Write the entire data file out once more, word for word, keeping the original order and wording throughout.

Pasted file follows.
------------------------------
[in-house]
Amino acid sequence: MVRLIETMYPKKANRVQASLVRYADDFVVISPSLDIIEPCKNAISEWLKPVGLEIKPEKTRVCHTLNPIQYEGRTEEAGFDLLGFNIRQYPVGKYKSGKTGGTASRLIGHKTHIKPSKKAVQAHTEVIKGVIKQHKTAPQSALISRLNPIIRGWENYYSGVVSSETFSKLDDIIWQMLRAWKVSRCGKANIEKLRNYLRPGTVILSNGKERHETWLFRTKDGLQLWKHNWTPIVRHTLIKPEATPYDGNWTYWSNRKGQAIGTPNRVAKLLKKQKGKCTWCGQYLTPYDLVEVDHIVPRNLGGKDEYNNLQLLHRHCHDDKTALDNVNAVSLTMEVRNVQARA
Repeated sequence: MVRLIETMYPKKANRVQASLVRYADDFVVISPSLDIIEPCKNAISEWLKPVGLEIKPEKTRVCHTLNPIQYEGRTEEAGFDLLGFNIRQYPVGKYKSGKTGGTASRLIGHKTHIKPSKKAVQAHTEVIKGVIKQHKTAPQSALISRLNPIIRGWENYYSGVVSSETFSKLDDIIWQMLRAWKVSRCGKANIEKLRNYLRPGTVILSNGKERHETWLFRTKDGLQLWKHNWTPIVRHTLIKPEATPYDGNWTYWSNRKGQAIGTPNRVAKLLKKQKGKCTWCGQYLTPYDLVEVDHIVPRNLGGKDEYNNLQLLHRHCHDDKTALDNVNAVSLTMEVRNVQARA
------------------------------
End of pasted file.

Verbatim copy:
[in-house]
Amino acid sequence: MVRLIETMYPKKANRVQASLVRYADDFVVISPSLDIIEPCKNAISEWLKPVGLEIKPEKTRVCHTLNPIQYEGRTEEAGFDLLGFNIRQYPVGKYKSGKTGGTASRLIGHKTHIKPSKKAVQAHTEVIKGVIKQHKTAPQSALISRLNPIIRGWENYYSGVVSSETFSKLDDIIWQMLRAWKVSRCGKANIEKLRNYLRPGTVILSNGKERHETWLFRTKDGLQLWKHNWTPIVRHTLIKPEATPYDGNWTYWSNRKGQAIGTPNRVAKLLKKQKGKCTWCGQYLTPYDLVEVDHIVPRNLGGKDEYNNLQLLHRHCHDDKTALDNVNAVSLTMEVRNVQARA
Repeated sequence: MVRLIETMYPKKANRVQASLVRYADDFVVISPSLDIIEPCKNAISEWLKPVGLEIKPEKTRVCHTLNPIQYEGRTEEAGFDLLGFNIRQYPVGKYKSGKTGGTASRLIGHKTHIKPSKKAVQAHTEVIKGVIKQHKTAPQSALISRLNPIIRGWENYYSGVVSSETFSKLDDIIWQMLRAWKVSRCGKANIEKLRNYLRPGTVILSNGKERHETWLFRTKDGLQLWKHNWTPIVRHTLIKPEATPYDGNWTYWSNRKGQAIGTPNRVAKLLKKQKGKCTWCGQYLTPYDLVEVDHIVPRNLGGKDEYNNLQLLHRHCHDDKTALDNVNAVSLTMEVRNVQARA